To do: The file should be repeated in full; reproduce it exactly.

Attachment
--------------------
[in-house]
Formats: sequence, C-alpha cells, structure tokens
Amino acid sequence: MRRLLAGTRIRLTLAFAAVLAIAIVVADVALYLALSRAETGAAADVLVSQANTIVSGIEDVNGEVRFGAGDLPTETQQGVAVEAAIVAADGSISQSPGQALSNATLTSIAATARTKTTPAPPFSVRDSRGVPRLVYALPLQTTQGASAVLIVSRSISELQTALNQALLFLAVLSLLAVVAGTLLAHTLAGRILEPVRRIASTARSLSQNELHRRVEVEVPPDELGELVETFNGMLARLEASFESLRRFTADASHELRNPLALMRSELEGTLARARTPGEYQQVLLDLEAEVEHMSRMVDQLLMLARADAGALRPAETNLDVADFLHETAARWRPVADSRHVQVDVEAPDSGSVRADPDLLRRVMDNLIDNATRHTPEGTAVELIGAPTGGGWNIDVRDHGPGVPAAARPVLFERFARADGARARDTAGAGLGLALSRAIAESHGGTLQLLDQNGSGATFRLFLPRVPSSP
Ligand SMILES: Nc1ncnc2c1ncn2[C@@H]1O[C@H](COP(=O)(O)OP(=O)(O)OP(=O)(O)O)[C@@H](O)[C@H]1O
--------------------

[in-house]
Formats: sequence, C-alpha cells, structure tokens
Amino acid sequence: MRRLLAGTRIRLTLAFAAVLAIAIVVADVALYLALSRAETGAAADVLVSQANTIVSGIEDVNGEVRFGAGDLPTETQQGVAVEAAIVAADGSISQSPGQALSNATLTSIAATARTKTTPAPPFSVRDSRGVPRLVYALPLQTTQGASAVLIVSRSISELQTALNQALLFLAVLSLLAVVAGTLLAHTLAGRILEPVRRIASTARSLSQNELHRRVEVEVPPDELGELVETFNGMLARLEASFESLRRFTADASHELRNPLALMRSELEGTLARARTPGEYQQVLLDLEAEVEHMSRMVDQLLMLARADAGALRPAETNLDVADFLHETAARWRPVADSRHVQVDVEAPDSGSVRADPDLLRRVMDNLIDNATRHTPEGTAVELIGAPTGGGWNIDVRDHGPGVPAAARPVLFERFARADGARARDTAGAGLGLALSRAIAESHGGTLQLLDQNGSGATFRLFLPRVPSSP
Ligand SMILES: Nc1ncnc2c1ncn2[C@@H]1O[C@H](COP(=O)(O)OP(=O)(O)OP(=O)(O)O)[C@@H](O)[C@H]1O